Progression of right internal carotid artery stenosis in ischemic stroke patient with autoimmune polyglandular syndrome: A case report

Yuka Kanazawa, Ryu Matsuo, Yoshihisa Fukushima, Kenji Fukuda, Masahiro Kamouchi, Takanari Kitazono

Research output: Contribution to journalArticle

1 Citation (Scopus)

Abstract

A 40-year-old man who presented with left hemiparesis was admitted to our hospital. He had tachycardia and a fever. He had a 25-year history of insulin therapy for diabetes mellitus. Brain magnetic resonance (MR) images showed fresh infarction in the right hemisphere, and carotid ultrasonography showed stenosis of the right internal carotid artery (ICA). We determined that atherothrombotic brain infarction had likely occurred. After admission, the right ICA became narrow and finally occluded. Computed tomography revealed the presence of a thrombus in the right ICA, and gadoliniumenhanced MRA showed vasculitis of the ICA. In laboratory tests, his thyroid hormones were elevated. He was diagnosed with hyperthyroidism. After treatment, the tachycardia and high fever were improved. Because of a positive antiglutamic acid decarboxylase antibody test result, he was diagnosed with insulin-dependent diabetes mellitus. We found that he had anti-phospholipid antibody syndrome because he was positive for anti-beta-glycoprotein I antibody. These findings suggested that his condition was autoimmune polyglandular syndrome type 3. He received prednisolone and warfarin. After 3 months, his neurological findings were improved; however, occlusion of the ICA remained. Autoimmunity was considered to be the cause of ICA occlusion. Ischemic stroke with autoimmune polyglandular syndrome is very rare and is associated with progressive carotid lesions in juvenile patients. It is necessary to diagnose and treat this condition as soon as possible.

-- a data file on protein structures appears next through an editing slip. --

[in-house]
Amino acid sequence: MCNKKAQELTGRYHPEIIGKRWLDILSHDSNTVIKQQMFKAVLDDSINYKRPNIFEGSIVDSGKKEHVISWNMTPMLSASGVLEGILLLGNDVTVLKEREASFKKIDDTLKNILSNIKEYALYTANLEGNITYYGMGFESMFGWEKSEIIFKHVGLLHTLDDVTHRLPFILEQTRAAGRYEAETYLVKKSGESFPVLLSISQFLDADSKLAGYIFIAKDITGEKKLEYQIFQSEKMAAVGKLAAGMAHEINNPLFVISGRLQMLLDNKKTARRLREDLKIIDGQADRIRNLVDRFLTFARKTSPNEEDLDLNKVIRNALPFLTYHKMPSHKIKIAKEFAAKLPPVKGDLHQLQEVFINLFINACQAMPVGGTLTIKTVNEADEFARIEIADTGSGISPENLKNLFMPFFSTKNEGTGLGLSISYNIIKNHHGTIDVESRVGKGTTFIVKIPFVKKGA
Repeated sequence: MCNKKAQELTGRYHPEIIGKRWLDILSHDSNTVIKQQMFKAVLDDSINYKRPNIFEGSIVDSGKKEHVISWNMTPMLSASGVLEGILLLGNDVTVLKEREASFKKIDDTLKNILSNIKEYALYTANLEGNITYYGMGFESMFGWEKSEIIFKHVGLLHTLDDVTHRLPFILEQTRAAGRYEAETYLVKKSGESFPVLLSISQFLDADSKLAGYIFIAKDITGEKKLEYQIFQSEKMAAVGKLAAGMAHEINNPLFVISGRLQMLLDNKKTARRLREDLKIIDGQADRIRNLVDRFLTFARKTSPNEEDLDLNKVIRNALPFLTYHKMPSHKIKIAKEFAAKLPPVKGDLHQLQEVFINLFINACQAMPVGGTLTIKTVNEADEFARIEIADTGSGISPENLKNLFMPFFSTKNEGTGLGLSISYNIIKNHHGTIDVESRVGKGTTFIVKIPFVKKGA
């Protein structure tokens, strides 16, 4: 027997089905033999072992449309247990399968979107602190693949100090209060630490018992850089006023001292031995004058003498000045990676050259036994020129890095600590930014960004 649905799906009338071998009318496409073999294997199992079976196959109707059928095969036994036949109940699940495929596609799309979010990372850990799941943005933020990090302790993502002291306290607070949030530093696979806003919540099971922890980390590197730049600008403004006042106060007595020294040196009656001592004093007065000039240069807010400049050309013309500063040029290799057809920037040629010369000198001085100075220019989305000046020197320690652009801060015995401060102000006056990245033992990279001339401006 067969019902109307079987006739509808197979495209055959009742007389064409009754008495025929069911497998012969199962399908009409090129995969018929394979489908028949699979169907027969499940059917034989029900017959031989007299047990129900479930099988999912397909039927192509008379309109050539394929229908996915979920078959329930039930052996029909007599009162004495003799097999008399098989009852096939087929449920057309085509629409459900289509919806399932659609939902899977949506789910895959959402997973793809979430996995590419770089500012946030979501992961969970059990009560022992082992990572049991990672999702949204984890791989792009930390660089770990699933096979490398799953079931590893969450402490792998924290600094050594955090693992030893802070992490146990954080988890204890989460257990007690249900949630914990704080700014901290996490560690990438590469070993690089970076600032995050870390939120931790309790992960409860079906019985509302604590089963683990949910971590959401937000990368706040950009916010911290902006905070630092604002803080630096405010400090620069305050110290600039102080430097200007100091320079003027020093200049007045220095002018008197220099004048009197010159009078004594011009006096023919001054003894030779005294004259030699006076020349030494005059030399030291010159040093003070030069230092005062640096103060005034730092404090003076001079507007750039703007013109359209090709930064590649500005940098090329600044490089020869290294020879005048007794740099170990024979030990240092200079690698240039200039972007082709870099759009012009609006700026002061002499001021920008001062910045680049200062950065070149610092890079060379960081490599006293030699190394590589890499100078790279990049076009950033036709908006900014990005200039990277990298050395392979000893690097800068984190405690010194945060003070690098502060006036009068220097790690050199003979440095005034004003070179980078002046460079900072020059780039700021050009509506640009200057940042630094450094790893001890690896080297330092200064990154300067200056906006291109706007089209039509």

Original languageEnglish
Pages (from-to)531-535
Number of pages5
JournalClinical Neurology
Volume53
Issue number7
DOIs
Publication statusPublished - Aug 14 2013

Fingerprint

Carotid Stenosis
Internal Carotid Artery
Stroke
Tachycardia
Fever
Autoimmune Polyendocrinopathies
Brain Infarction
Carboxy-Lyases
Antiphospholipid Syndrome